What is the RUC and Why It is Important to You
The American Medical Association (AMA) convenes an expert panel known as the Relative Value Scale Update Committee or ‘RUC’ to advocate for accurate valuation of all physician services. The RUC is composed of representatives from national medical associations, the AMA, Centers for Medicare and Medicaid Services (CMS), Correct Procedural Coding (CPT), American Osteopathic Association (AOA), and a Health Care Professionals Advisory Committee (HCPAC) representative. The RUC evaluates information presented and makes recommendations to CMS regarding the relative value of physician services and direct practice expenses for new and revised CPT codes. CMS has taken on the responsibility to determine code valuation whether they cover the service or not (e.g., CPT code 76942: Echo guidance for ova aspiration (January 2015 RUC meeting).
ACOG has a seat on the AMA/Specialty Society RUC and actively participates in the process to help determine the physician work associated with each CPT code. As part of the RUC process, you may receive an email from ACOG’s Health Economics Department asking you to participate in a survey to help determine the physician work associated with a CPT code commonly used by obstetrician-gynecologists. By agreeing to participate, you will be acting on behalf of your ob-gyn colleagues in this critical activity and representing your entire specialty.
RUC survey instruments are standardized tools that are used across all specialties. In order to give you some familiarity with the RUC survey instrument and methodology and help you accurately complete a survey, the AMA has put together some informational videos to assist in your understanding of the RUC process and survey instrument.
Understanding the RUC Survey Instrument- Physician Services without a Global Period (XXX-Global): https://www.youtube.com/watch?v=nu5unDX8VIs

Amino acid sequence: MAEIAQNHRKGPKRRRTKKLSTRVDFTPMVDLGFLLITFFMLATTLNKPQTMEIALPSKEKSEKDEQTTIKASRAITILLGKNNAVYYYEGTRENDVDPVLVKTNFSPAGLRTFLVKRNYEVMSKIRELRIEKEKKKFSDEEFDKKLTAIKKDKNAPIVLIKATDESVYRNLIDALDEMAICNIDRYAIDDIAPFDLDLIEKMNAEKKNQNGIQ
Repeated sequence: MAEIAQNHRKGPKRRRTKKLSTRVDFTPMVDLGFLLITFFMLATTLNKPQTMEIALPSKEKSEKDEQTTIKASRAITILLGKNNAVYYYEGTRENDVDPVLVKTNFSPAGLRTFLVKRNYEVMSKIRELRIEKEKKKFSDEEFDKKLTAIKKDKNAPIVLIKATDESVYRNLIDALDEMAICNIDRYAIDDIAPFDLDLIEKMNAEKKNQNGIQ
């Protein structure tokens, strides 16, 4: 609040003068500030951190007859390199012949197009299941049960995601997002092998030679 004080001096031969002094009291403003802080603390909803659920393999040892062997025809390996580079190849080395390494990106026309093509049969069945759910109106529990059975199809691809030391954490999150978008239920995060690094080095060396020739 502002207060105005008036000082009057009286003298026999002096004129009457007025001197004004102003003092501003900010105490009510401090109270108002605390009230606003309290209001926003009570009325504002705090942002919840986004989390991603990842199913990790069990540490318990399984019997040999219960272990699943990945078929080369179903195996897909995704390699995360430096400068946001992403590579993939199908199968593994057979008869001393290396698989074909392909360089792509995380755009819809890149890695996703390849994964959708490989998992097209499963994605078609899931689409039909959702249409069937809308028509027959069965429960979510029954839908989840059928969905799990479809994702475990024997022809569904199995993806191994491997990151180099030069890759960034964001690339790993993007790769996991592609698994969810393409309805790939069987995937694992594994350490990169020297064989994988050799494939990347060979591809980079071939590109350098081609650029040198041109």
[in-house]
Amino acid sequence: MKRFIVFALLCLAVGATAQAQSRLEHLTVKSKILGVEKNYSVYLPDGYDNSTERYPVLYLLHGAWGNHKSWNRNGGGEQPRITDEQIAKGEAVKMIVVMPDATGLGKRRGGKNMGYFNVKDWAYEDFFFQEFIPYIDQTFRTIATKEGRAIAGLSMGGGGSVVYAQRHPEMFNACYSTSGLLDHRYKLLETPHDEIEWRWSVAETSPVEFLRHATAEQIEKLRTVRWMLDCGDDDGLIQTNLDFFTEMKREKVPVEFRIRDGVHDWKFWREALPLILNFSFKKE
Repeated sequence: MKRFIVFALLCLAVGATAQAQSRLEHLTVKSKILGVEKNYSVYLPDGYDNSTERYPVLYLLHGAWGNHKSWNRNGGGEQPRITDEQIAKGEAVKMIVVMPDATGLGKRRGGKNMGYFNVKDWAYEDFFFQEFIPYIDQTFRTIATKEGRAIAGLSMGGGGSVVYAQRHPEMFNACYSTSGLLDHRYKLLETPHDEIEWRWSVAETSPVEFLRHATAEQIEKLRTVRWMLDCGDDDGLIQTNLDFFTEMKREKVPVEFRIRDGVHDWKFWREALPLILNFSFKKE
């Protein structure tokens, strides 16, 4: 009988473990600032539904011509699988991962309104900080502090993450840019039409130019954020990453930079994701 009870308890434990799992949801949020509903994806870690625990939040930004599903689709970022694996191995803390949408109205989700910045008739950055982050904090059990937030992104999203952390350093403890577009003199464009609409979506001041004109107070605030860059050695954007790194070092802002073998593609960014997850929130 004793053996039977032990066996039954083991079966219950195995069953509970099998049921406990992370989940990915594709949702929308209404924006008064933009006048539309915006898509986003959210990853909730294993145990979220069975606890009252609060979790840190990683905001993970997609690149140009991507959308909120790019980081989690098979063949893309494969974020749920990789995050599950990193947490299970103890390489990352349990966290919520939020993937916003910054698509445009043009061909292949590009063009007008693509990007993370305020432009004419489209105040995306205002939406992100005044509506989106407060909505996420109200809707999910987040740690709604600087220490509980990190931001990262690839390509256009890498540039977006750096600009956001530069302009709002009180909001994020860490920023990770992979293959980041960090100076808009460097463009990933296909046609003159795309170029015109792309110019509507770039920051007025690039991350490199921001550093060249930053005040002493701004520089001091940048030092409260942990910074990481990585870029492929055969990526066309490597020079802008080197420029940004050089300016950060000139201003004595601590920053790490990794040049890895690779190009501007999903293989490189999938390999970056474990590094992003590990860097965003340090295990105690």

Understanding the RUC Survey Instrument- Surgical Services: https://www.youtube.com/watch?v=z1QFGVizeWs
Understanding the RUC Survey Instrument- Non-Physician Qualified Healthcare Professionals: https://www.youtube.com/watch?v=kaw6-OhwbaM
CMS and/or RUC committees regularly identify potentially misvalued codes and request that the specialties who perform those services survey their members to determine the physician work, time, and the intensity/complexity currently involved in performing each service. CMS believes that the work associated with specific codes may have changed since the CPT codes were new or last valued (e.g., procedures that were valued years ago as inpatient procedures with in-hospital post-op visits may have changed site-of-service to an outpatient procedure with fewer post-op visits). CMS sees cost savings in re-valuing these codes when identified in order to accurately describe the work of physicians.
Some other triggers that would bring a CPT code or CPT code family to the attention of CMS besides a change in the site of service are: codes that have experienced fast growth; codes that are frequently billed together; codes that have not been recently reviewed; codes with high cost supplies; codes with substantial changes in practice expenses, etc.
The RUC Survey Process
- ACOG sends out an email invitation (really a plea) for you to participate. The email contains an embedded link to a RUC survey for a specific procedure or service. If you are a physician who performs that procedure/service, we request/urge you to participate in the survey.
- Surveys should be completed based on your ‘typical’ case – not the hardest/longest nor the easiest/shortest, but rather the patient you see most frequently.
- Survey results are compiled and discussed by ACOG’s RUC team of physicians which includes sub-specialty representatives. Recommendations are agreed upon to be presented to the RUC at the next meeting.
- ACOG’s RUC Advisor presents the survey results of work, time, intensity/complexity at the RUC meeting for discussion across all specialties at the AMA/Specialty Society RUC meeting.
- The RUC reviews and discusses the survey results of physician work and ACOG’s recommendations and determines relative value unit (RVU) and practice expense (PE) recommendations to make to CMS.
- CMS either accepts the RUC’s recommendations or amends the recommendations and values the procedure(s) based on their own internal discussions. CMS publishes their approved values in the proposed Medicare Physician Fee Schedule (published annually in July) and solicits comments. Final values are published in the Final Medicare Physician Fee Schedule Rule in November of each year.